Hundreds of thousands of people have converged on the Eiffel Tower to protest against the French president's plan to legalise gay marriage and thus allow same-sex couples to adopt and conceive children.
The opposition to president Francois Hollande's plan has underscored divisions among the secular-but-Catholic French, especially between more traditional rural areas and urban enclaves. But while polls show the majority of French still support legalising gay marriage, that backing gets more lukewarm when the issue of conceiving and raising children comes into play.
The protest march started at three points across Paris, filling boulevards throughout the city as demonstrators walked three miles to the grounds of France's most recognisable monument.
Paris police estimated the crowd at 340,000, making it one of the largest demonstrations in Paris since an education protest in 1984.
"This law is going to lead to a change of civilisation that we don't want," said Philippe Javaloyes, a literature teacher who arrived with 300 people from Franche Comte in the far east. "We have nothing against different ways of living, but we think that a child must grow up with a mother and a father."
Public opposition spearheaded by religious leaders has chipped away at the popularity of Mr Hollande's plan in recent months. About 52% of French favour legalising gay marriage, according to a survey released on Sunday, down from as high as 65% in August.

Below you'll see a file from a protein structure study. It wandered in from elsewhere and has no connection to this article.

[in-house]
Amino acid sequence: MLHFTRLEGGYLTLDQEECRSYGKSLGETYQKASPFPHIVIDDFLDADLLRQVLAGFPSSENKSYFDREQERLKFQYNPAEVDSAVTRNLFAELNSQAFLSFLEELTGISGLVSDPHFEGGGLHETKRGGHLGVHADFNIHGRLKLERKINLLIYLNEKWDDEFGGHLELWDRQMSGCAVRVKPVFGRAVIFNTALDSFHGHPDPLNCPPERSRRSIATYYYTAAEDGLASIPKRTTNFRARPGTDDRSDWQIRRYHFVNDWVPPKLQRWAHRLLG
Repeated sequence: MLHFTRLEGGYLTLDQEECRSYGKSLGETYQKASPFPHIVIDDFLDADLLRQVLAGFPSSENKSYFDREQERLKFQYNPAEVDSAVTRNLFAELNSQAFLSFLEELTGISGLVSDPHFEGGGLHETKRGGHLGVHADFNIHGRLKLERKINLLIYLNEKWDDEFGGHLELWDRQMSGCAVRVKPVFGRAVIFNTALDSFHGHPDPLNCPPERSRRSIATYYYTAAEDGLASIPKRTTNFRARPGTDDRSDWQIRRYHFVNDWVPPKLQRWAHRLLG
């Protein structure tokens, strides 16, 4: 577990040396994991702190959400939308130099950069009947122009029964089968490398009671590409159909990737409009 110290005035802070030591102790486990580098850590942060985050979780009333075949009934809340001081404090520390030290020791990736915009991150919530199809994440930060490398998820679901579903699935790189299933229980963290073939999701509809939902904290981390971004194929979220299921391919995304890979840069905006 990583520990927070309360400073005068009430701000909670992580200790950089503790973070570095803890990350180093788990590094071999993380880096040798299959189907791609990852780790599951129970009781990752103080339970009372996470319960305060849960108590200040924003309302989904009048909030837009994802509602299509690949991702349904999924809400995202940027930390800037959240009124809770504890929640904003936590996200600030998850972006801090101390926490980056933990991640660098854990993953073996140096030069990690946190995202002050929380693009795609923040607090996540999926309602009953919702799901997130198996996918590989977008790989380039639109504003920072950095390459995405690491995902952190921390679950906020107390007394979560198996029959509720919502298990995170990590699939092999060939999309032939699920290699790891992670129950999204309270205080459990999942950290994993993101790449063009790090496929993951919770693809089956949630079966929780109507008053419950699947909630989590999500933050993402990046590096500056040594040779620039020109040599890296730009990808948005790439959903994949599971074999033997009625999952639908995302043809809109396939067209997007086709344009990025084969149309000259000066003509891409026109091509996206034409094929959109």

French civil unions, allowed since 1999, are at least as popular among heterosexuals as among gay and lesbian couples. But that law has no provisions for adoption or assisted reproduction, which are at the heart of the latest debate.
Mr Hollande's Socialist Party has sidestepped the debate on assisted reproduction, promising to examine it in March after party members split on including it in the latest proposal. That has not assuaged the concerns of many at Sunday's protest, however, who fear it is only a matter of time.
Harlem Desir, the leader of Mr Hollande's Socialist Party, said the protest would not affect the proposal's progress. The Socialists control Parliament, and a vote is expected by the end of January.
"The right to protest is protected in our country, but the Socialists are determined to give the legal right to marry and adopt to all those who love each other," he said. "This is the first time in decades in our country that the right and the extreme right are coming into the streets together to deny new rights to the French."